With every year that passes, Earth becomes a little more like a gorgeous, huge, and mismanaged zoo. Is it really relevant anymore to argue that one thing is natural while another thing is not?

More than 100 North American bird species, including gulls, owls, robins, chickadees, and finches, are spending the winter about 35 miles farther north than they did 40 years ago. Is that natural? Tree frogs in Australia have moved their mating calls to a higher pitch so their mates can hear them over the roar of traffic. Is that natural? Two years ago the mauve stinger, a jellyfish typically known for stinging swimmers in the Mediterranean, attacked a salmon farm in Northern Ireland and killed 100,000 fish. Is that natural?

Maybe. Maybe not. What’s clear is that nothing escapes our influence. Nothing is untrammeled. The human signature has been scribbled across the planet with absolute comprehensiveness.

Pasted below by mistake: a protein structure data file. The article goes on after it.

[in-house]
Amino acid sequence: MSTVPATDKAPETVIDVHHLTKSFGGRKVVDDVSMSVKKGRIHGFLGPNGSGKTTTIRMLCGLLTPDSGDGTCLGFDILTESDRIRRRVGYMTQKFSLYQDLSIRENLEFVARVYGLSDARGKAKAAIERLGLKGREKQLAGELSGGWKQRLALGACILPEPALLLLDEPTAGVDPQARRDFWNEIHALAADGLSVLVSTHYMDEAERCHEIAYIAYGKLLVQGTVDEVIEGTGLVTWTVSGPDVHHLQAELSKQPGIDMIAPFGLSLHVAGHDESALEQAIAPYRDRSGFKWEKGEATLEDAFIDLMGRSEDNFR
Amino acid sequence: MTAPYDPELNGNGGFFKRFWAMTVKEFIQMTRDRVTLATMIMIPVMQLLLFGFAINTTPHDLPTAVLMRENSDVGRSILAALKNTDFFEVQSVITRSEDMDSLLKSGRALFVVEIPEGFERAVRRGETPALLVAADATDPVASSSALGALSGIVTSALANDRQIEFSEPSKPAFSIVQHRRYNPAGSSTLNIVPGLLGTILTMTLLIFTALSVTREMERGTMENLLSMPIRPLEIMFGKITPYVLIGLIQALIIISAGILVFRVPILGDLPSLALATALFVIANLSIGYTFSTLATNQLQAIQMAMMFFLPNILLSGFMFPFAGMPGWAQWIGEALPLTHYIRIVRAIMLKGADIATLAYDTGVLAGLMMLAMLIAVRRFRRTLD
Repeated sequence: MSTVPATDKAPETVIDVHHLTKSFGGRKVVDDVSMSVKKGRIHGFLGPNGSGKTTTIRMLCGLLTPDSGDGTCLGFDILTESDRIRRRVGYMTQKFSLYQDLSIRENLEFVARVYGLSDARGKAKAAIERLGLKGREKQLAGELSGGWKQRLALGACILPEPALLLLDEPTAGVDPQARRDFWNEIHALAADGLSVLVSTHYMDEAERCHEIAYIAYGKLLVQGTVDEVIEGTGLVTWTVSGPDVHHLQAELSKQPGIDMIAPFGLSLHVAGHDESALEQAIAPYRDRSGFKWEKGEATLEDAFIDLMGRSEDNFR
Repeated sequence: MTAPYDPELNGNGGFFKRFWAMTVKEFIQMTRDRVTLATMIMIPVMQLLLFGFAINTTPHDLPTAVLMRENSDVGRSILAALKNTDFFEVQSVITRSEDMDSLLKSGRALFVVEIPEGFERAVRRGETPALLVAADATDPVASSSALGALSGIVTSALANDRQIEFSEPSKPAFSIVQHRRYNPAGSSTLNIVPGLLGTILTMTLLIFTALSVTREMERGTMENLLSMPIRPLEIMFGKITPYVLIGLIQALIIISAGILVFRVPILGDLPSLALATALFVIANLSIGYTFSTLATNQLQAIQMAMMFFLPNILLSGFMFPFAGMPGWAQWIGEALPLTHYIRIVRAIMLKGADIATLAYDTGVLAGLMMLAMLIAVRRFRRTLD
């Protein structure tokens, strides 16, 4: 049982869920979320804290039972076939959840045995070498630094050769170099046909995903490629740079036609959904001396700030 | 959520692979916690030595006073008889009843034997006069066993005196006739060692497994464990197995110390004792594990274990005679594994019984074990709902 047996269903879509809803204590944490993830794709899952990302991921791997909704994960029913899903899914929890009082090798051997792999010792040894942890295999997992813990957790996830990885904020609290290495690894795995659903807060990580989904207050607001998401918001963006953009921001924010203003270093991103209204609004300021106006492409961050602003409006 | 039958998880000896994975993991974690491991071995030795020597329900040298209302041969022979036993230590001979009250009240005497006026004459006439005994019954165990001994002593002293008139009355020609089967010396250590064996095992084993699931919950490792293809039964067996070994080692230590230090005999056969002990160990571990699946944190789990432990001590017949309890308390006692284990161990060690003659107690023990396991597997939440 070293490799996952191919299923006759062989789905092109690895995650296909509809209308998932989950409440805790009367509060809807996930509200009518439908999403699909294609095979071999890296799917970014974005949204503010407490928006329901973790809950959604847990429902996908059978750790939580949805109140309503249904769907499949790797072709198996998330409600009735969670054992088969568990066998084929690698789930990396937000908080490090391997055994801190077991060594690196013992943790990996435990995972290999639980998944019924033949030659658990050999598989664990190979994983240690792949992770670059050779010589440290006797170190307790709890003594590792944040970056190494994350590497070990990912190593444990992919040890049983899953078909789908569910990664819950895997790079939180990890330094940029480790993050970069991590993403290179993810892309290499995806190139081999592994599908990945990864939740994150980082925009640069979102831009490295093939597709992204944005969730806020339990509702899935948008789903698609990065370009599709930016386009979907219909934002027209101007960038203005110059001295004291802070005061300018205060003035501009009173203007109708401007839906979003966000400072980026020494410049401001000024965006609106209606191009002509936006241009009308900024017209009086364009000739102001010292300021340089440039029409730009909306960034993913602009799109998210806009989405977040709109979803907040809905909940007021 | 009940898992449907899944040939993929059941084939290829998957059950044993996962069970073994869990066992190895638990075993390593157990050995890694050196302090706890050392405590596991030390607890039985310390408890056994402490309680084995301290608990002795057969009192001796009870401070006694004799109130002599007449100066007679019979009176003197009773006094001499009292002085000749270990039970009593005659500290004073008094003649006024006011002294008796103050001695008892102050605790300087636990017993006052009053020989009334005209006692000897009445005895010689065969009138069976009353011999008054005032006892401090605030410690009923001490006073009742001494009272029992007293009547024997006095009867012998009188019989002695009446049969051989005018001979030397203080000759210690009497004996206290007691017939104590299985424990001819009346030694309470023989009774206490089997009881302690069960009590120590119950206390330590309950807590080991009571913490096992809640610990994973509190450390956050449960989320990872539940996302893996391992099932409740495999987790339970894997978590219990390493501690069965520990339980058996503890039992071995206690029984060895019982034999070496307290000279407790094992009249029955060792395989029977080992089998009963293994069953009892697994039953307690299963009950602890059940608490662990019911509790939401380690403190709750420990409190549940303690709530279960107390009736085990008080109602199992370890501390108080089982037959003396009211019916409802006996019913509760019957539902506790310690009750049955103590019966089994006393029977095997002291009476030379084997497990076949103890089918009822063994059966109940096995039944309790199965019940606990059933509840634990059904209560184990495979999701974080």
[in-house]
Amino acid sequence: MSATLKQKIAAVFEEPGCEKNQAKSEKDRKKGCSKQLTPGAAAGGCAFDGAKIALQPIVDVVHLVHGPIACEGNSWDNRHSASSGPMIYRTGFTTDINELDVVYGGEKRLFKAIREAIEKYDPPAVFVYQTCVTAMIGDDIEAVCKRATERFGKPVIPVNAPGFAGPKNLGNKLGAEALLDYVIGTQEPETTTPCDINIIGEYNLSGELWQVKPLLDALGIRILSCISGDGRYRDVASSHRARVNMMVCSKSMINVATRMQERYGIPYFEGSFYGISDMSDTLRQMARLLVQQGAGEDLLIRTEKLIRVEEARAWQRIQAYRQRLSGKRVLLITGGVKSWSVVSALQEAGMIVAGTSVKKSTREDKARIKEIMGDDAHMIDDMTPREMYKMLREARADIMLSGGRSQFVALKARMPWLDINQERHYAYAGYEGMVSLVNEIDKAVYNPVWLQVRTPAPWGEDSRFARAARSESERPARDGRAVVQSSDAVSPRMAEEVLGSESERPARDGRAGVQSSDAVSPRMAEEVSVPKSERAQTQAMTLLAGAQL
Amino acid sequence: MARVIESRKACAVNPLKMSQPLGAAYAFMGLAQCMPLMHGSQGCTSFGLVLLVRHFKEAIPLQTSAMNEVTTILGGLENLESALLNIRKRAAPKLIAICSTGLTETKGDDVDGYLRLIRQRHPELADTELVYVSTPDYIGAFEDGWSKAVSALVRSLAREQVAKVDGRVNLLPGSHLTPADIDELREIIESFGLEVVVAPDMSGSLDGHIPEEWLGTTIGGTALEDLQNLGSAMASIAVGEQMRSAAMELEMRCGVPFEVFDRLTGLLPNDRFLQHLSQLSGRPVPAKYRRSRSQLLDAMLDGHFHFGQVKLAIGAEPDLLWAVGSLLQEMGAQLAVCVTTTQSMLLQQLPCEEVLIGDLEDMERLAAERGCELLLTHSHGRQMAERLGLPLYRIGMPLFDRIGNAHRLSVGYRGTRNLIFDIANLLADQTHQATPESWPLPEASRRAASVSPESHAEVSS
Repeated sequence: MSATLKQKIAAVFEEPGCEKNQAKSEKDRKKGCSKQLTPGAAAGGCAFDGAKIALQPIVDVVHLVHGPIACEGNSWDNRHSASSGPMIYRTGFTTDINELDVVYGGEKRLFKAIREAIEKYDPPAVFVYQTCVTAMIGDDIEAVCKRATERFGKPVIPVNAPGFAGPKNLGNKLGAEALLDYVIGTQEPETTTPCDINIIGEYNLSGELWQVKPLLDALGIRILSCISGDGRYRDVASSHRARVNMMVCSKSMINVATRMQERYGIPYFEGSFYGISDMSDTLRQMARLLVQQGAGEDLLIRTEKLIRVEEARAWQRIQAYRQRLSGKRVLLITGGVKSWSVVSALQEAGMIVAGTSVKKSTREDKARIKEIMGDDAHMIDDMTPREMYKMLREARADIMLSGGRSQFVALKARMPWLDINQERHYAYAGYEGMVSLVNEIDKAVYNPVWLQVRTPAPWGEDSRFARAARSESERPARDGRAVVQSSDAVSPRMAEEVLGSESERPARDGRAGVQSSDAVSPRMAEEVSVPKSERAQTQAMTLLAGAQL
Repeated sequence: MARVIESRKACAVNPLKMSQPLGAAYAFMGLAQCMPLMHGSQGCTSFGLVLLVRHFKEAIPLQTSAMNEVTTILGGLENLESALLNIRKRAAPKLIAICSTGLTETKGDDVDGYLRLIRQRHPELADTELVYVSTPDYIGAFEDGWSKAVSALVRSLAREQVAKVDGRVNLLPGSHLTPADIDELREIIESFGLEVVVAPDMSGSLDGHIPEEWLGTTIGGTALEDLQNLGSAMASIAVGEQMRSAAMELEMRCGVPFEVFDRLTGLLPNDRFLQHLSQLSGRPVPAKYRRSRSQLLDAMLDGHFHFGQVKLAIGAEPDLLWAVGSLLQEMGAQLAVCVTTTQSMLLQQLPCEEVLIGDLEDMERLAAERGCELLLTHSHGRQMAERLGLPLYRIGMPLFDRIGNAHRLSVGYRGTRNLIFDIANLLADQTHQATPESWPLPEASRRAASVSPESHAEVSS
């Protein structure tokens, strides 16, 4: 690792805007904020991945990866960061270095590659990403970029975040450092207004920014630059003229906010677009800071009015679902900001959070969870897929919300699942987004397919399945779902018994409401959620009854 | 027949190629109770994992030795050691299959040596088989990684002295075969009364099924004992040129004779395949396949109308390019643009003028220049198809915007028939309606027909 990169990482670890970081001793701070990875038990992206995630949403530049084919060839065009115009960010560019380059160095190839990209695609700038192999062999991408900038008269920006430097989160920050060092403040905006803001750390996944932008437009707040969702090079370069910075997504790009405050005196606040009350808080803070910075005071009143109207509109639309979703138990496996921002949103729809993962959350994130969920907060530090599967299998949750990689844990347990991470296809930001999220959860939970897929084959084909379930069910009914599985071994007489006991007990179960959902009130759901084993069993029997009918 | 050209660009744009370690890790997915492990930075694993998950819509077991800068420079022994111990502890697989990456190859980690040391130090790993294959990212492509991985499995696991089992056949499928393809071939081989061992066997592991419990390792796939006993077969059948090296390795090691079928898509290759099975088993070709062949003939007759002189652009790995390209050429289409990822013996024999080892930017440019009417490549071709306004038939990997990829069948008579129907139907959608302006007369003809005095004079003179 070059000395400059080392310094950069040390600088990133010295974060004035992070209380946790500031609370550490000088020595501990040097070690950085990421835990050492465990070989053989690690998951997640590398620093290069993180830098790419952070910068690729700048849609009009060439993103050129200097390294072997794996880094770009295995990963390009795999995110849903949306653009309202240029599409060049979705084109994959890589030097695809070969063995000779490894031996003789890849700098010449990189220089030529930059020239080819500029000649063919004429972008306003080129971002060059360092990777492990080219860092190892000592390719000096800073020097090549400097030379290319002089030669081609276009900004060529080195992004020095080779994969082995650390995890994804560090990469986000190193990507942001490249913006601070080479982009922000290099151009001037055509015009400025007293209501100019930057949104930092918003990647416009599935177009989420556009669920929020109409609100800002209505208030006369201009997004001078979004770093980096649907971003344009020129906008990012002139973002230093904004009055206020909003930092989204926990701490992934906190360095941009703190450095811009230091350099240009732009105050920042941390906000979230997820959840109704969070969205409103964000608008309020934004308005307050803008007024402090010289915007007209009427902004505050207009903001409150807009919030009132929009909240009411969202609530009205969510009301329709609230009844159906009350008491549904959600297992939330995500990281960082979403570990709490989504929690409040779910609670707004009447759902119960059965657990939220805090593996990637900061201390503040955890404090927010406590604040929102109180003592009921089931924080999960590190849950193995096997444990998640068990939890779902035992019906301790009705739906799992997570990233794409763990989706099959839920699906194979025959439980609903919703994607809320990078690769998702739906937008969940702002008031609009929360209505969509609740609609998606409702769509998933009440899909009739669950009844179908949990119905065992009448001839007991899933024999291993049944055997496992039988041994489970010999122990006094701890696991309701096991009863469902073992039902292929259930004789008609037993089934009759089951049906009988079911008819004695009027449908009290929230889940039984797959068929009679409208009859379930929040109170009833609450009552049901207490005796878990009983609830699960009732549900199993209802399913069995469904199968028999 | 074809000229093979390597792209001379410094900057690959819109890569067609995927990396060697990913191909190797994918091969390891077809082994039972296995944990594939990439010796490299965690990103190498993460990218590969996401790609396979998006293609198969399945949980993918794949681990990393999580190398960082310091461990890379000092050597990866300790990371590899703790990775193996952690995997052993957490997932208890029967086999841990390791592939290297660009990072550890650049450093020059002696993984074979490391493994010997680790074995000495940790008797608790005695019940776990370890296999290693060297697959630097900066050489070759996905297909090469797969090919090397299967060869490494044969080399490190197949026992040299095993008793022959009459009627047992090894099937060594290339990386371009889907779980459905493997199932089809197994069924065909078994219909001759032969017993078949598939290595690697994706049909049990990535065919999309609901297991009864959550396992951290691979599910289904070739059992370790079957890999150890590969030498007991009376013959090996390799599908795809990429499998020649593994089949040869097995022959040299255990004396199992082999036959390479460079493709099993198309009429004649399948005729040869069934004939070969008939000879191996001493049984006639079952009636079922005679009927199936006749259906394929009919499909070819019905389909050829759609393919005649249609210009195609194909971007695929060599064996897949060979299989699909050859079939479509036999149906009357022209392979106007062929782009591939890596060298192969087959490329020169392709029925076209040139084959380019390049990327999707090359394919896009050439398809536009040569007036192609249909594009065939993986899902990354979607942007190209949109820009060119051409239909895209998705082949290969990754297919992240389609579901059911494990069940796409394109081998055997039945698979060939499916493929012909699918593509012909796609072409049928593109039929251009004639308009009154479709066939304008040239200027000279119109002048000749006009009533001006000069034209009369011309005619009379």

So let’s not argue that we shouldn’t tamper with the Earth. We’ve already tampered with it. We’re tampering with it right now. Every time we dress, every time we drive, every time we eat, every time we plug something in, or touch a thermostat, or buy a toy, or send an email, we are geoengineering.


When a whale carcass washes ashore in California and investigators find 400 pounds of plastic in its stomach5, we lament. How terrible, we say. What a tragedy. But do we believe a hardworking mother of three who doesn’t hike the freeway every Saturday picking up windblown plastic bags is a whale-killer? Of course she isn’t.